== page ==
Will Obama's Push for Jobs Lead to a New Economy?
September 9, 2011 · By John Cavanagh
Back from sabbatical, our director reflects on the challenged of the day and how the Obama administration can face them.
It is wonderful to be back full-time at IPS – 15 months is a long time to be away. I'm deeply indebted to the Institutes' staff, board, and supporters like you for keeping IPS vibrant.
I want to thank Joy Zarembka in particular for guiding IPS during my sabbatical. Joy brought wisdom beyond her years to the helm, and we're stronger because of it. We're also greatly pleased that Joy will stay at the Institute, moving into the position of Associate Director. You'll see both of us writing for Unconventional Wisdom and sharing leadership as IPS confronts the greatest social and political challenges of the day.
Tonight, President Obama will address one of those challenges in a critical speech on his plan to create jobs. IPS has argued that any plan must build a new economy by shifting resources from speculative Wall Street firms to green Main Street firms. Central to this are revenue-raising measures aimed at reducing our country's immense inequality. Last week, we deepened our analysis with the release of our report, Executive Excess 2011: The Massive CEO Rewards for Tax Dodging. It was perhaps our best media day ever, garnering coverage in The New York Times, The Washington Post, The Nation, The Hill, Politico, CNN, the Chicago Tribune, and hundreds of other outlets.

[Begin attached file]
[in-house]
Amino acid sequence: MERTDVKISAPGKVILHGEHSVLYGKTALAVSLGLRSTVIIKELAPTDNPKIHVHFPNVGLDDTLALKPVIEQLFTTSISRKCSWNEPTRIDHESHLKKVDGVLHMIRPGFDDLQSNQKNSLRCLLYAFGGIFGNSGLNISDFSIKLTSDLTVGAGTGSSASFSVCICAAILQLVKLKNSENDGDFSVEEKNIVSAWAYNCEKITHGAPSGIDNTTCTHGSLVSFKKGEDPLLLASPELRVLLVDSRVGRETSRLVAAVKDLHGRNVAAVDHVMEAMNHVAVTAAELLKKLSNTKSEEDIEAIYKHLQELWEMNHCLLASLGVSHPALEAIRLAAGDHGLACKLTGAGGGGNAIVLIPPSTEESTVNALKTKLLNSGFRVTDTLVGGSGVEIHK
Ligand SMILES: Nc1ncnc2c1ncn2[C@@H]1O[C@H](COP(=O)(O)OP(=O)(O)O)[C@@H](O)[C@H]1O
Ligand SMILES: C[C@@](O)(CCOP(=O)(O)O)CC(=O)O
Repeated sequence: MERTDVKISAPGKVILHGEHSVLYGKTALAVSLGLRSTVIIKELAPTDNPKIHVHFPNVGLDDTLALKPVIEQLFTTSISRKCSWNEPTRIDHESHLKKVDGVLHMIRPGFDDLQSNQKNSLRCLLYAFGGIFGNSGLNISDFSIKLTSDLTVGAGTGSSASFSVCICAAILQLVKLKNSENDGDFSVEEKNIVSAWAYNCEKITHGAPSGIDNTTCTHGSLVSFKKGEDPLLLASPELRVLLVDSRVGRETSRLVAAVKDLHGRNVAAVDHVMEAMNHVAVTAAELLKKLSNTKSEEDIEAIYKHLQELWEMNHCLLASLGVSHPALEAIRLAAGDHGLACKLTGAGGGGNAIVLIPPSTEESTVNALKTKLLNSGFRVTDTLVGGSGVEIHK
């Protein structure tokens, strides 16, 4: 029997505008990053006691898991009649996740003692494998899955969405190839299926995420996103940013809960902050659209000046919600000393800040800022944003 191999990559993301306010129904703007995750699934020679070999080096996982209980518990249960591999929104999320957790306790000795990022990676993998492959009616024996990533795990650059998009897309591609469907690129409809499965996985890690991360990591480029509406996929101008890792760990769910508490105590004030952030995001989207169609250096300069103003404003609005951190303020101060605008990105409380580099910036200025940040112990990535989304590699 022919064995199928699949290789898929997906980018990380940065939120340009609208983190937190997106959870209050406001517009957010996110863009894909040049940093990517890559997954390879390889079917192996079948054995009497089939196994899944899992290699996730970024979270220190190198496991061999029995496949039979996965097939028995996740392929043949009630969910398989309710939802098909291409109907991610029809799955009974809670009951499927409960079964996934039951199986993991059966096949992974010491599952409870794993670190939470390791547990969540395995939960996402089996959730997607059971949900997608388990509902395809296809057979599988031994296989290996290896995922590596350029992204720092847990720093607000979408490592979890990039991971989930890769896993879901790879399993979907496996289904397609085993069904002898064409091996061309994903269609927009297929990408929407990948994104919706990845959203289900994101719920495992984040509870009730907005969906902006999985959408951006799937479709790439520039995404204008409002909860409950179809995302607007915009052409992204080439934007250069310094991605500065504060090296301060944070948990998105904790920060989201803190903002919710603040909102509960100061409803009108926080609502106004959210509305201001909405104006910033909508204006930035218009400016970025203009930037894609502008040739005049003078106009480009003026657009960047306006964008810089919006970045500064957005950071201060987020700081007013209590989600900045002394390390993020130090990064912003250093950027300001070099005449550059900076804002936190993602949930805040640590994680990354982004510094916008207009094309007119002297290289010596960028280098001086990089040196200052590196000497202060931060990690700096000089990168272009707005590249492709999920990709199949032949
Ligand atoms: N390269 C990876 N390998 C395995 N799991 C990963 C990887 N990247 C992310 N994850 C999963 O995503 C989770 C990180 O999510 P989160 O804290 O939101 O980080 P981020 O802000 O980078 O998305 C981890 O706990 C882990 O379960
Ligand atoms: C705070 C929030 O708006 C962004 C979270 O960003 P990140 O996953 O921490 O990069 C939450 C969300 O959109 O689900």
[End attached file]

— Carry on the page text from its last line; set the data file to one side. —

The report found that corporate tax dodging has gotten so out of control that 25 major U.S. corporations last year paid their chief executive more than they paid Uncle Sam in federal income taxes. And these people – the nation's CEOs – are reaping awesomely lavish rewards for the tax dodging they have their corporations do. Obama would do well to urge Congress in his address to pass the Stop Tax Havens Abuse Act as one small step to curb corporate tax dodgers. Tune in to our blog and twitter stream tonight to get our breaking reactions to the speech.
As our country reflects upon the 9/11 terrorist attacks, many commentators are focusing on the role of the United States. But the past decade of fighting apparently endless wars confirms that Washington lacks the power and responsibility to serve as the global cop. As IPS expert John Feffer explains, "The problem isn't out there. It's right here, in the minds of those who believe that the United States is essential to managing these conflicts."
Finally, I invite you to join IPS as we remember two of our colleagues killed in the first act of foreign terrorism on U.S. soil – the assassination of Orlando Letelier and Ronni Karpen Moffitt at Sheridan Circle on September 18 and at the Letelier-Moffit Human Rights Awards on October 12.
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- Executive Excess
- CEO Pay
- Institute For Policy Studies
- Letelier-Moffitt awards
- Unconventional Wisdom
- new economy
- Stop Tax Havens Abuse Act
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